- By Chez Oxendine
- Arts and Culture
TAHLEQUAH, Okla. — Cherokee potter Allen Jacobs used to make his living selling his creations at art shows across Oklahoma and the southwestern United States.
After arts shows got canceled or postponed because of the pandemic, Jacobs found it difficult to set up an online shop for his wares and had to find other work just to make ends meet.
Without revenue from shows like the Southwestern Association for American Indian Arts’ Sante Fe Indian Art Market, which pulls in an estimated $160 million total per year for attending artists, Jacobs found himself losing potentially thousands per month.
“I haven’t spun in a while — there wasn’t any reason to because I couldn’t go anywhere to sell my work,” Jacobs told Tribal Business News.
A new Cherokee Nation initiative aims to help establish a market for Cherokee art as well as support artists who’ve been affected by the pandemic-related industry disruptions. The tribe’s Artist Recovery Act, which was signed into law last month, serves as the centerpiece for a renewed cultural push.
The act appropriates $3 million to support purchasing art from Cherokee artists, rebuilding and improving art galleries and teaching spaces, providing mentorship and teaching opportunities and encouraging artists to work together.
Specifically, $1.5 million will help create a new Cherokee art collection and establish a comprehensive database of Cherokee artists. Artists participating in the programs must be citizens of the Cherokee Nation.
The Cherokee Nation prides itself on sharing its culture through a variety of expressions, said Deputy Chief Bryan Warner.
“At the heart of it is education,” Warner said. “It’s about educating people about our culture. There’s a big push behind it, whether that’s in film or on a canvas or in pottery.”
The new funding stacks with the existing Cherokee Arts and Facilities Act, which requires 1 percent of construction and rehabilitation budgets for Cherokee Nation facilities be spent on “culturally appropriate artwork” from tribal citizens.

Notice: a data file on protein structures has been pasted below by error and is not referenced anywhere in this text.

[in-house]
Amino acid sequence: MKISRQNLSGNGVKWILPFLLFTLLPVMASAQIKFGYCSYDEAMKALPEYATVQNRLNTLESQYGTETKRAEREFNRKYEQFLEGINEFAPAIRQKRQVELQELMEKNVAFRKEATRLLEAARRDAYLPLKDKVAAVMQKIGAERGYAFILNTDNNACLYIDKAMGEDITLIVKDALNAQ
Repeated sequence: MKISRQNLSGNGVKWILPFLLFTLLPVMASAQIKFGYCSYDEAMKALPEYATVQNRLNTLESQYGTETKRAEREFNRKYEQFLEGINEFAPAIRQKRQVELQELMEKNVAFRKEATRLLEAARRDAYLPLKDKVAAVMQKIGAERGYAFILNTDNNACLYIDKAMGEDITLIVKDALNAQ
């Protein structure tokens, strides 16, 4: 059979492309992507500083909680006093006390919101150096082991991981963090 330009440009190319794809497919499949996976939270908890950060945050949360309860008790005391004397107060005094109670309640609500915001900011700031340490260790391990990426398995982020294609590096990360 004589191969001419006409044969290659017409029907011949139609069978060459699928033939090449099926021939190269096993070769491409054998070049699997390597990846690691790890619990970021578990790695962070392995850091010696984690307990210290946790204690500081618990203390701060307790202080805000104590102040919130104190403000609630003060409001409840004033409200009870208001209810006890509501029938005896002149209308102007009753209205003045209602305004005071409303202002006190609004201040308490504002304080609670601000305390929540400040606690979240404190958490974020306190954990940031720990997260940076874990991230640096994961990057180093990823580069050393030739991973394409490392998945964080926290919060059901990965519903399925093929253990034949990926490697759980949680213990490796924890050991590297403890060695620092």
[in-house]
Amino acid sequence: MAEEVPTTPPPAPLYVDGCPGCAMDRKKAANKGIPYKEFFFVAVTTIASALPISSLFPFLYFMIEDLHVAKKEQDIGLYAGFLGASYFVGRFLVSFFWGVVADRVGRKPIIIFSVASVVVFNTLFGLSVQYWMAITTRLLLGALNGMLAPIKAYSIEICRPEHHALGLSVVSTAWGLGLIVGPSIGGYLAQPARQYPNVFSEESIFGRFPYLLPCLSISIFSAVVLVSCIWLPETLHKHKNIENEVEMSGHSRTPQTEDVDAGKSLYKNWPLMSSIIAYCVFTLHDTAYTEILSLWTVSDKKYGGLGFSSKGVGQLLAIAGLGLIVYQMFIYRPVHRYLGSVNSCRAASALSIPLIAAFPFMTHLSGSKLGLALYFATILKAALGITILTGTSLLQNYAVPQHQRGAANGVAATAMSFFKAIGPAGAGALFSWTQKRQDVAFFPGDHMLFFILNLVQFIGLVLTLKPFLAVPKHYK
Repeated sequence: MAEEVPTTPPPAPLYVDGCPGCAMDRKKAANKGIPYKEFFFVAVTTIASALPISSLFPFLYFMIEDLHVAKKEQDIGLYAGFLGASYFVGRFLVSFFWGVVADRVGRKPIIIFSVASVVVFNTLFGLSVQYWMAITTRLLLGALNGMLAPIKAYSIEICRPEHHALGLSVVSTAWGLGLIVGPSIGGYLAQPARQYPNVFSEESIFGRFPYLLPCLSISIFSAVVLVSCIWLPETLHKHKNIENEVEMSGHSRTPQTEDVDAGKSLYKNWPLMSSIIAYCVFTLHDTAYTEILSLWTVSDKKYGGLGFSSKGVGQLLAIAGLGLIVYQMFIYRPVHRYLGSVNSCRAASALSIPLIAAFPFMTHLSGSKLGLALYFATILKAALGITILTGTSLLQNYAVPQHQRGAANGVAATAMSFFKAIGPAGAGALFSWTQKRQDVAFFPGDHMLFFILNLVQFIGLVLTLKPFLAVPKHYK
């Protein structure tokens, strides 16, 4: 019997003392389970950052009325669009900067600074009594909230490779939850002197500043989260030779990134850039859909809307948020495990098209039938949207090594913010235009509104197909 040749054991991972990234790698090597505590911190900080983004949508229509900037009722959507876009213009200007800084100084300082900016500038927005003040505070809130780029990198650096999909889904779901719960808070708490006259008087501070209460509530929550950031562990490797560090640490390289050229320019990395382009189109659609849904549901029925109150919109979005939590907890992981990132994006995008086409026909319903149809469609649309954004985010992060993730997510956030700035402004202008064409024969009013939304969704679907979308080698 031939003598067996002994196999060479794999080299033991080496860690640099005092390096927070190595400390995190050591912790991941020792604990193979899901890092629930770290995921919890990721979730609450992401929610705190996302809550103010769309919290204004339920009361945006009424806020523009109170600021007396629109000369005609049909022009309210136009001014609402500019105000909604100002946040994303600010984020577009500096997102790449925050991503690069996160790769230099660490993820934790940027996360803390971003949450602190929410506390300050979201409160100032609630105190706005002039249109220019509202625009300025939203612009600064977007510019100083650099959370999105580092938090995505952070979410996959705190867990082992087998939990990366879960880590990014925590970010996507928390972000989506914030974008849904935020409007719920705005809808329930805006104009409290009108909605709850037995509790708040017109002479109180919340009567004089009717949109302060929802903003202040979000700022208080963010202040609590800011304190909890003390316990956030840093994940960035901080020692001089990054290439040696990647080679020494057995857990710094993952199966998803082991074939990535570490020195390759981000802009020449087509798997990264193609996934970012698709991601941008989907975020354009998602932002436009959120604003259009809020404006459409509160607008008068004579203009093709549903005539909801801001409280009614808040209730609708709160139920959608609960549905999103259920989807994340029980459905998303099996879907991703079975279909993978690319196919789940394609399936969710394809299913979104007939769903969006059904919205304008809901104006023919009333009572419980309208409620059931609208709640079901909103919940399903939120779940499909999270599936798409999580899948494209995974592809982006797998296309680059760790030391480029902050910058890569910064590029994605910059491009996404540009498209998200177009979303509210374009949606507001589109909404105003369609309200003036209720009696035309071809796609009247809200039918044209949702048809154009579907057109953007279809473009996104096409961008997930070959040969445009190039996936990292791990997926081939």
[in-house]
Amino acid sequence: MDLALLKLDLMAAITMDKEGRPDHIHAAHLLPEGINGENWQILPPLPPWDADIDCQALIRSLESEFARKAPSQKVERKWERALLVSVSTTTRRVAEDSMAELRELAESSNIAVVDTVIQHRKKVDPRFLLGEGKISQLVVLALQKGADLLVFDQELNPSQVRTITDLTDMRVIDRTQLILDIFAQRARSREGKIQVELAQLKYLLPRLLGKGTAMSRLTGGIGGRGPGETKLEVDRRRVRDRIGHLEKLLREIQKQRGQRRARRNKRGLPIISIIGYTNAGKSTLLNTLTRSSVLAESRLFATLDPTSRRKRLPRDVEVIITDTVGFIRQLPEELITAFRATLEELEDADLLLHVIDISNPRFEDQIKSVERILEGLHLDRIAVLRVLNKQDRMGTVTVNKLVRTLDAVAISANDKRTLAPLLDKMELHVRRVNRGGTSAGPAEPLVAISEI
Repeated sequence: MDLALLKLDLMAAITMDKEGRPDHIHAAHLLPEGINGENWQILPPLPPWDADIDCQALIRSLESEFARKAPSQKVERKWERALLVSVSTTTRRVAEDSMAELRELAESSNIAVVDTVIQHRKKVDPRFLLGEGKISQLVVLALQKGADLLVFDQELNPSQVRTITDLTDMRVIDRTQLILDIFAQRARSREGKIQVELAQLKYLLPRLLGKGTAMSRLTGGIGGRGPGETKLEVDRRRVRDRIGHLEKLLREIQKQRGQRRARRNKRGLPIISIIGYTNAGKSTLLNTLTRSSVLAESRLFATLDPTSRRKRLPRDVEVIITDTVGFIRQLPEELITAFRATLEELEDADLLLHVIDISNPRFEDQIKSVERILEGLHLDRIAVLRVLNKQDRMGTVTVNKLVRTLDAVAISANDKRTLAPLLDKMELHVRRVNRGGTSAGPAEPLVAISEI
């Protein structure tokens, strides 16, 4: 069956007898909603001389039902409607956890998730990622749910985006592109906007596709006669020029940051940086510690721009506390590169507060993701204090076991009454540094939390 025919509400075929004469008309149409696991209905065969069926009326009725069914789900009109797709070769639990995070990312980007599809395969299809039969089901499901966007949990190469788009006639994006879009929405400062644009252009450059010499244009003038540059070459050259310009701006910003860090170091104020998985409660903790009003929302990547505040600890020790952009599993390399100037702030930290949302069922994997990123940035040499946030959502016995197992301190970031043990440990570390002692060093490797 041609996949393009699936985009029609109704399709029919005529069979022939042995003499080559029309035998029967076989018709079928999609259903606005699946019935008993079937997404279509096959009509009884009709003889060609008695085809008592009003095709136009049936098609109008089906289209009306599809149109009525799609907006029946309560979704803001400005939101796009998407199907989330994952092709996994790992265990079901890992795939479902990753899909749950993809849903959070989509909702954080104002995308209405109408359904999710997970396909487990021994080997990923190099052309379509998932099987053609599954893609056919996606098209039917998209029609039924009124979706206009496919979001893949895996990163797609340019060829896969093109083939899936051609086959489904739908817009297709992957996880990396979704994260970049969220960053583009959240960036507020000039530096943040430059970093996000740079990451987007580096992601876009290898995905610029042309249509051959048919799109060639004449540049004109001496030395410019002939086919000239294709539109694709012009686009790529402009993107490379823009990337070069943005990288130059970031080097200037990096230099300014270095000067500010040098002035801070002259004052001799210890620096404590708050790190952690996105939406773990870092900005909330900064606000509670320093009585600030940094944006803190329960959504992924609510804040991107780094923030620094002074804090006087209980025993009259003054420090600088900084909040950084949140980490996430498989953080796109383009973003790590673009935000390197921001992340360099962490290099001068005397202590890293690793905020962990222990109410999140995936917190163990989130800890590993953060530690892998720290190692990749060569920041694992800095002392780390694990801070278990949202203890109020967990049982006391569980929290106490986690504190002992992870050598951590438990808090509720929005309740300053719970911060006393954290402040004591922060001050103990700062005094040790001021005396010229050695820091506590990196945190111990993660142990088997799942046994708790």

“This is an amazing opportunity to not just help our Cherokee artists but to create new avenues for others to learn traditional art forms and help to carry on those traditions for future generations,” Warner said. “It’s an important part of helping people in Indian Country express themselves.”
Cherokee artists designated as Cherokee Nation Treasures have supported the tribe’s Artist Recovery Act, which they say will help teach a new generation of artists.
“The funding of additional and new classes so we can create these future artists and National Treasures is vitally important,” District 2 Councilor and Cherokee National Treasure Candessa Tehee said in a statement. “I really hope the Artist Recovery Act is one step toward healing some of those traumas and losses incurred during the pandemic.”
Deputy Speaker of the Council Victoria Vazquez shared a similar sentiment.
“As a Cherokee National Treasure and artist myself, I know how difficult it would be if I were trying to make a living with my art during the COVID-19 pandemic,” Vazquez said. “I think this is going to be a great help to those who suffered through that. I’m hoping to see more artists reach out and have a visible presence online or attend shows as a result of the Artist Recovery Act.”
Jacobs believes the tribe’s initiatives will make a difference.
“If they’re reaching out and have this budget to buy Cherokee art, I think it’s going to help a lot of people like me who have had a hard time adjusting to the post-pandemic art world,” Jacobs said.
Importantly, Jacobs said the initiative will remove some financial risk for artists when they buy materials because they’re ensured access to a market. That was a key sticking point for Jacobs in the early days of the pandemic, when he would create new pieces that sat on his shelf as art shows disappeared and shipping logistics stopped him from selling online.
“I would make these things and then they’d announce another closure, and pretty soon I had this garage full of stuff I couldn’t sell or had to sell at way lower prices to get it off my shelves,” Jacobs said. “Eventually, I just stopped because I couldn’t be sure when I’d get a chance to go to another art show. Even after the pandemic eased up, I felt so gunshy about trying to break back into the market that I just didn’t pick it back up again.”
Jacobs occasionally made pieces for himself or as gifts for family and friends, but his once prodigious business had become an indulgent hobby rather than how he made his living.
“I almost felt guilty anytime I went back into the shop and made something because I knew I could be spending that time working. I knew I’d gone out and bought materials that I didn’t really have the money for,” Jacobs said. “It was almost like I’d lost my nerve.”
Now, between the prospective database and a promise to infuse Cherokee art markets, Jacobs said he feels hopeful about his chances of getting back into the pottery business. He already has “two or three new pieces” sitting on his garage shelf.
“This is a really big deal for Cherokee artists,” Jacobs said. “I’m really happy they're doing this.”